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Maitland Pedestrian Bridge: A New Icon

maitland ped bridge

By Dan Tracy

Moving cars and trucks swiftly is the main goal of the $2.3 billion overhaul of Interstate 4, but what motorists might notice more when they finally speed along on new pavement are some unusual, landmark touches added to the highway.

There will be a sleek, new suspension bridge for pedestrians arching over I-4 at Maitland, dozens of fountains in lakes and retention ponds near the road and lighted 70-foot-tall spires marking the way to four toll lanes that are the main component of the project expected to last six and one half years.

Along the way, the work will aid Central Florida employment rolls as well. At its peak, the so-called I-4 Ultimate should employ some 2,000 engineers, designers, managers and construction workers of all types, from layers of asphalt to drainage experts.

Right now, about 130 people, stationed in a 42,000-square-foot building just off I-4 at the Maitland interchange, are toiling on the redo. The number of employees will climb steadily as the renovation ramps up, said Jon Walker, program project manager for SGL Constructors, which is overseeing the effort.

“We’re at the swelling of people stage,” he said.

Preliminary tasks already are underway, with technicians taking soil samples and checking the condition of the existing road along the 21-mile corridor, from Kirkman Road to the west to State Road 434 to the east.

Motorists will start to notice more activity in February, when trees and vegetation are cleared and barrier walls and orange barrels are installed to separate workers and equipment from traffic.

By summer, the heavy earth movers will be on site, rearranging large amounts of dirt and creating new road beds. No lanes will be closed during the day – only at night, well after the evening rush home.

Although work will be divided into four sections – Kirkman to Michigan Street; downtown; Colonial Drive to Eatonville; Maitland to SR 434 – it will occur at the same time, Walker said. Much of the activity will occur in downtown, most of which is elevated at least 16 feet off the ground. That makes the work more difficult and time consuming.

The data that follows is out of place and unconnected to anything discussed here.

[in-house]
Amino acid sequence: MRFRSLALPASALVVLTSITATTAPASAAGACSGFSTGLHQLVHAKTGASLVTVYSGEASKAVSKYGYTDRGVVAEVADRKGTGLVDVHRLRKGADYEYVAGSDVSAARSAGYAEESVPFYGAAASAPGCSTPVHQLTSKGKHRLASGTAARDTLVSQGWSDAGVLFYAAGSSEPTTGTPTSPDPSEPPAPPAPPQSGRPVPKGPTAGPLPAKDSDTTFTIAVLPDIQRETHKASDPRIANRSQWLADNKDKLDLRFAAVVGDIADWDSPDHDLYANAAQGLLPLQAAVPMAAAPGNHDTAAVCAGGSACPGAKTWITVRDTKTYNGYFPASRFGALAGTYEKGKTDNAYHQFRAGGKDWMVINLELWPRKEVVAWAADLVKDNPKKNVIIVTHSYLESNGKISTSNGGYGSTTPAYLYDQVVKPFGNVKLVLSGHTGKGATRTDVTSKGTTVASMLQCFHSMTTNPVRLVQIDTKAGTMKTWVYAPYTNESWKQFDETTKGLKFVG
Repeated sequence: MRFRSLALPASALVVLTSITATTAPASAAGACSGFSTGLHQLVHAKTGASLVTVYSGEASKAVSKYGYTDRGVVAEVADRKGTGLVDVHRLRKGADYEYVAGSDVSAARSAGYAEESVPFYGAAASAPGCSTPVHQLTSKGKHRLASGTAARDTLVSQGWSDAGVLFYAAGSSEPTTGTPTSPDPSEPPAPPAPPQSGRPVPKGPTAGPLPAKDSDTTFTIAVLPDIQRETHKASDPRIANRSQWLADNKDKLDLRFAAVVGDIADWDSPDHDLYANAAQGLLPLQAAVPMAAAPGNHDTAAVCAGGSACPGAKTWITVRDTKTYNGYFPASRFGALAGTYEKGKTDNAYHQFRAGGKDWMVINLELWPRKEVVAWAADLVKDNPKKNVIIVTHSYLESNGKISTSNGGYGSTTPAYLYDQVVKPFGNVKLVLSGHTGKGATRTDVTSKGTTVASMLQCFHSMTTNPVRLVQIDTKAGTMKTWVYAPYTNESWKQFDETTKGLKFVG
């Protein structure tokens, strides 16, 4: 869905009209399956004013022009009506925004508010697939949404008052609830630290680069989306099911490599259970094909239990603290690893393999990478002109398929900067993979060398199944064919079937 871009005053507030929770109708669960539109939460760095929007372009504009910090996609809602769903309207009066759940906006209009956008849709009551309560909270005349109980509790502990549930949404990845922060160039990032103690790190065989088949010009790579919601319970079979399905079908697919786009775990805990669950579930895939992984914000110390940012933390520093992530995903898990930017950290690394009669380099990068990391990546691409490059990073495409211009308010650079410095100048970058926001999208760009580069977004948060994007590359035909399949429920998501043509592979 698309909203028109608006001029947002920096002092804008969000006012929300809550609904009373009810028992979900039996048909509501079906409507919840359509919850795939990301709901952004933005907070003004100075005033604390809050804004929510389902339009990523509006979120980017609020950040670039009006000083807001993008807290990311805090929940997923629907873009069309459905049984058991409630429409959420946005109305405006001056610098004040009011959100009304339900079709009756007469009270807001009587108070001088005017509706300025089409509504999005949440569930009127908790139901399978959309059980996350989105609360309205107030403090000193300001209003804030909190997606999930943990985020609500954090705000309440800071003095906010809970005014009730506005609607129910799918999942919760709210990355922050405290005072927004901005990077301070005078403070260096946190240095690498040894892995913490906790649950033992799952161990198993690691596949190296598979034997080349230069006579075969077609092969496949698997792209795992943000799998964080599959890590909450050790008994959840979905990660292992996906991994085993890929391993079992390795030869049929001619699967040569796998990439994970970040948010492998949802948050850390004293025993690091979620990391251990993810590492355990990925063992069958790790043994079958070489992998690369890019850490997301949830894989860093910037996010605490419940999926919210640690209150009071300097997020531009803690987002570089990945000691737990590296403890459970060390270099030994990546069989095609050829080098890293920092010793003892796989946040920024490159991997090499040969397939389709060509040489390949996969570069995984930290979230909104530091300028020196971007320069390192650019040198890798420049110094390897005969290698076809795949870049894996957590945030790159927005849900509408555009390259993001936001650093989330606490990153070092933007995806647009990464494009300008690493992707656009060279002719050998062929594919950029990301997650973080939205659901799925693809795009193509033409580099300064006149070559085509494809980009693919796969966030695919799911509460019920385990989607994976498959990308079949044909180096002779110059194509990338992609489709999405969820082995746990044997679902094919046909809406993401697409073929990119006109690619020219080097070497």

Perhaps the part of I-4 that will catch the most eyes is the Maitland pedestrian bridge, which will have an 80-feet-tall arch spanning the highway. The curved bridge will be made of steel and concrete held in place by steel cables one and a quarter inch thick.

At nearly 700 feet long and 12 feet wide (or about the same width as an interstate lane), it will start at Wymore Road and come down on a to-be-built bike path. Construction should start in 2017 and take a year to complete, Walker said.

It was designed by architect Fred Gottenmoeller, who has spent 42 years building bridges and highways all over the country. The structure is so complex it will be built in nine phases, said Walker, who added his team wanted the Maitland bridge to stand out.

“We just saw an opportunity for something iconic,” he said.

SGL Constructors also intends to put in three different types of fountains in the retention ponds and lakes near the interstate. Although there is not breakout yet of how many or exactly where they will go, the fountains will have a distinctive feature: one will shoot out a geyser-like spout, another will have cascading shoots and the third will create a “celestial” pattern of water.

Marking the way in and out of the toll lanes – which will have variable pricing depending on how clogged the road is – will be lighted spires. Shorter pylons will be placed along most overpasses, some of which will showcase the names of nearby cities.

Near the Amway Center downtown, the rebuilt highway will have lights installed on its underside to illuminate the walkway between the Church Street Station entertainment district and the arena. The lights will be different colors, Walker said.

“This is not,” he said, “just your typical project.”

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